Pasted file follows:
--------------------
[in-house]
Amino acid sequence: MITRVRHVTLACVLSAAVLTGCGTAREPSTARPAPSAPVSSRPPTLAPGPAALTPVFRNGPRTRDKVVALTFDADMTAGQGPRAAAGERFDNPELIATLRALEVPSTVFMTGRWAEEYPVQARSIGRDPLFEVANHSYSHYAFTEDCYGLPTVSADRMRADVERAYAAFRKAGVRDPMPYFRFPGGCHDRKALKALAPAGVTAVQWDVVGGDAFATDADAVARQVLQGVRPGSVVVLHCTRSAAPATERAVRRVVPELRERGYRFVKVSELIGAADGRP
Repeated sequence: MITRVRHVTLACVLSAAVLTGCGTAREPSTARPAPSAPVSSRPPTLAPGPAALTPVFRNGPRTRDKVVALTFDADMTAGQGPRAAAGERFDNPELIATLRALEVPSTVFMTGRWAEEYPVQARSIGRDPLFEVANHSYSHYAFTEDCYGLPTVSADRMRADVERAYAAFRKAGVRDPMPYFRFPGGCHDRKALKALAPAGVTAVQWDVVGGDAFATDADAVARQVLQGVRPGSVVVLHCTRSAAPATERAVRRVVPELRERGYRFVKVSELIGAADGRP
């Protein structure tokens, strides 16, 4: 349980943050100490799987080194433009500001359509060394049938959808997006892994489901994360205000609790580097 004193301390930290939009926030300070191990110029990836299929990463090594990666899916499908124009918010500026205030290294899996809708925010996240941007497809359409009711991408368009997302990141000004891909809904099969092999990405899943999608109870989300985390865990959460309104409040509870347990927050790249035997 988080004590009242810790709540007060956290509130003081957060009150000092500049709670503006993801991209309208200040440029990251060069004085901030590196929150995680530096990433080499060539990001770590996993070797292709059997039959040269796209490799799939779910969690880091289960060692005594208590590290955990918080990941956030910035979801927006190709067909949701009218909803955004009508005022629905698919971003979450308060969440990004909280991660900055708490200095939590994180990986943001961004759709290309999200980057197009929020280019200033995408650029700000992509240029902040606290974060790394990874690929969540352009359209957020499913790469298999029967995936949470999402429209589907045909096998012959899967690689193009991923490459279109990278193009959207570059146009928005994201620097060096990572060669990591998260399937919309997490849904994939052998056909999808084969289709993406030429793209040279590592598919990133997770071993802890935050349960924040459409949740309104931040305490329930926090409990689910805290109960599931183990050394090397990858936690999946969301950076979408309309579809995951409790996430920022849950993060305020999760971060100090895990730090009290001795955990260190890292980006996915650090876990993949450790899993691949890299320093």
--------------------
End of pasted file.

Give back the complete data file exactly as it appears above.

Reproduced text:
[in-house]
Amino acid sequence: MITRVRHVTLACVLSAAVLTGCGTAREPSTARPAPSAPVSSRPPTLAPGPAALTPVFRNGPRTRDKVVALTFDADMTAGQGPRAAAGERFDNPELIATLRALEVPSTVFMTGRWAEEYPVQARSIGRDPLFEVANHSYSHYAFTEDCYGLPTVSADRMRADVERAYAAFRKAGVRDPMPYFRFPGGCHDRKALKALAPAGVTAVQWDVVGGDAFATDADAVARQVLQGVRPGSVVVLHCTRSAAPATERAVRRVVPELRERGYRFVKVSELIGAADGRP
Repeated sequence: MITRVRHVTLACVLSAAVLTGCGTAREPSTARPAPSAPVSSRPPTLAPGPAALTPVFRNGPRTRDKVVALTFDADMTAGQGPRAAAGERFDNPELIATLRALEVPSTVFMTGRWAEEYPVQARSIGRDPLFEVANHSYSHYAFTEDCYGLPTVSADRMRADVERAYAAFRKAGVRDPMPYFRFPGGCHDRKALKALAPAGVTAVQWDVVGGDAFATDADAVARQVLQGVRPGSVVVLHCTRSAAPATERAVRRVVPELRERGYRFVKVSELIGAADGRP
């Protein structure tokens, strides 16, 4: 349980943050100490799987080194433009500001359509060394049938959808997006892994489901994360205000609790580097 004193301390930290939009926030300070191990110029990836299929990463090594990666899916499908124009918010500026205030290294899996809708925010996240941007497809359409009711991408368009997302990141000004891909809904099969092999990405899943999608109870989300985390865990959460309104409040509870347990927050790249035997 988080004590009242810790709540007060956290509130003081957060009150000092500049709670503006993801991209309208200040440029990251060069004085901030590196929150995680530096990433080499060539990001770590996993070797292709059997039959040269796209490799799939779910969690880091289960060692005594208590590290955990918080990941956030910035979801927006190709067909949701009218909803955004009508005022629905698919971003979450308060969440990004909280991660900055708490200095939590994180990986943001961004759709290309999200980057197009929020280019200033995408650029700000992509240029902040606290974060790394990874690929969540352009359209957020499913790469298999029967995936949470999402429209589907045909096998012959899967690689193009991923490459279109990278193009959207570059146009928005994201620097060096990572060669990591998260399937919309997490849904994939052998056909999808084969289709993406030429793209040279590592598919990133997770071993802890935050349960924040459409949740309104931040305490329930926090409990689910805290109960599931183990050394090397990858936690999946969301950076979408309309579809995951409790996430920022849950993060305020999760971060100090895990730090009290001795955990260190890292980006996915650090876990993949450790899993691949890299320093």